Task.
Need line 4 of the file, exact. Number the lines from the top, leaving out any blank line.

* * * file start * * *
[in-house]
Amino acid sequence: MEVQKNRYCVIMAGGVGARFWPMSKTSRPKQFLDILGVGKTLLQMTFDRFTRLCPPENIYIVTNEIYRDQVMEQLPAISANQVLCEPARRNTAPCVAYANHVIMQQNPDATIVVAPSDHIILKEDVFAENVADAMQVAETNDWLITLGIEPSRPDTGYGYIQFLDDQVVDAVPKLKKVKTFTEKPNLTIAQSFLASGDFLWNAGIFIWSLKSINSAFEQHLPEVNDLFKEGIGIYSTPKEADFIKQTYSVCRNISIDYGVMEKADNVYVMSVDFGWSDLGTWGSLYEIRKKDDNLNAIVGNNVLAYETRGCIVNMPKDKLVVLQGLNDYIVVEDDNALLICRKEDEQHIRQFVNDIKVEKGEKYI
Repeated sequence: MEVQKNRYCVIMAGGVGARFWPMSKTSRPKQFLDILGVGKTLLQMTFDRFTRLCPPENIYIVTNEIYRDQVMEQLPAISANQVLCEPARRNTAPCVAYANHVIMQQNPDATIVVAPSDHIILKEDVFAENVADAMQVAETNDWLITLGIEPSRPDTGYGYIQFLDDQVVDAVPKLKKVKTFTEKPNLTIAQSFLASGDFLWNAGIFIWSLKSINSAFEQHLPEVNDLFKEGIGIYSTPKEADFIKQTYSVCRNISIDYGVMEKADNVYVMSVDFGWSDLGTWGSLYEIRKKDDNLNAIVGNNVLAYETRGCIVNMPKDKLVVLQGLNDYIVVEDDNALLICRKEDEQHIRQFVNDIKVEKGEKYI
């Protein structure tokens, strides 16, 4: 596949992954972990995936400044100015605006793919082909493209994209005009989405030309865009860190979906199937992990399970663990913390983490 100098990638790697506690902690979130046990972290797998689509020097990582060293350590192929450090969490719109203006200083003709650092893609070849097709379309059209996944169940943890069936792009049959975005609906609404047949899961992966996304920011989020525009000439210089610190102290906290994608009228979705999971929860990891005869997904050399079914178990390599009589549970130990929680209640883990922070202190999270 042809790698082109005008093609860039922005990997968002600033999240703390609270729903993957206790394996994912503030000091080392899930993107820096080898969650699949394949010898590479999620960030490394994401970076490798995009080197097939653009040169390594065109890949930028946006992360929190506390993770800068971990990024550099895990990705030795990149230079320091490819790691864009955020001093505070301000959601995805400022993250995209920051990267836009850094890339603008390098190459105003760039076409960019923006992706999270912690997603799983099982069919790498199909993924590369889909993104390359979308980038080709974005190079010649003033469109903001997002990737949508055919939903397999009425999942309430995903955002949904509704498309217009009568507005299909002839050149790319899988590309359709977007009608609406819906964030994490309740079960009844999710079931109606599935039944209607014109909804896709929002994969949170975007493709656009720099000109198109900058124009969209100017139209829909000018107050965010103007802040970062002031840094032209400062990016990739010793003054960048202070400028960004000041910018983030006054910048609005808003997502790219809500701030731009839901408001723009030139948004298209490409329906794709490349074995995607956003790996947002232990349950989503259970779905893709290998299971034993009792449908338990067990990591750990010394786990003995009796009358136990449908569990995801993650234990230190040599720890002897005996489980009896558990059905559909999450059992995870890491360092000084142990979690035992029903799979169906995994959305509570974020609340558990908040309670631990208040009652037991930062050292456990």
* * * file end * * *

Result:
């Protein structure tokens, strides 16, 4: 596949992954972990995936400044100015605006793919082909493209994209005009989405030309865009860190979906199937992990399970663990913390983490 100098990638790697506690902690979130046990972290797998689509020097990582060293350590192929450090969490719109203006200083003709650092893609070849097709379309059209996944169940943890069936792009049959975005609906609404047949899961992966996304920011989020525009000439210089610190102290906290994608009228979705999971929860990891005869997904050399079914178990390599009589549970130990929680209640883990922070202190999270 042809790698082109005008093609860039922005990997968002600033999240703390609270729903993957206790394996994912503030000091080392899930993107820096080898969650699949394949010898590479999620960030490394994401970076490798995009080197097939653009040169390594065109890949930028946006992360929190506390993770800068971990990024550099895990990705030795990149230079320091490819790691864009955020001093505070301000959601995805400022993250995209920051990267836009850094890339603008390098190459105003760039076409960019923006992706999270912690997603799983099982069919790498199909993924590369889909993104390359979308980038080709974005190079010649003033469109903001997002990737949508055919939903397999009425999942309430995903955002949904509704498309217009009568507005299909002839050149790319899988590309359709977007009608609406819906964030994490309740079960009844999710079931109606599935039944209607014109909804896709929002994969949170975007493709656009720099000109198109900058124009969209100017139209829909000018107050965010103007802040970062002031840094032209400062990016990739010793003054960048202070400028960004000041910018983030006054910048609005808003997502790219809500701030731009839901408001723009030139948004298209490409329906794709490349074995995607956003790996947002232990349950989503259970779905893709290998299971034993009792449908338990067990990591750990010394786990003995009796009358136990449908569990995801993650234990230190040599720890002897005996489980009896558990059905559909999450059992995870890491360092000084142990979690035992029903799979169906995994959305509570974020609340558990908040309670631990208040009652037991930062050292456990």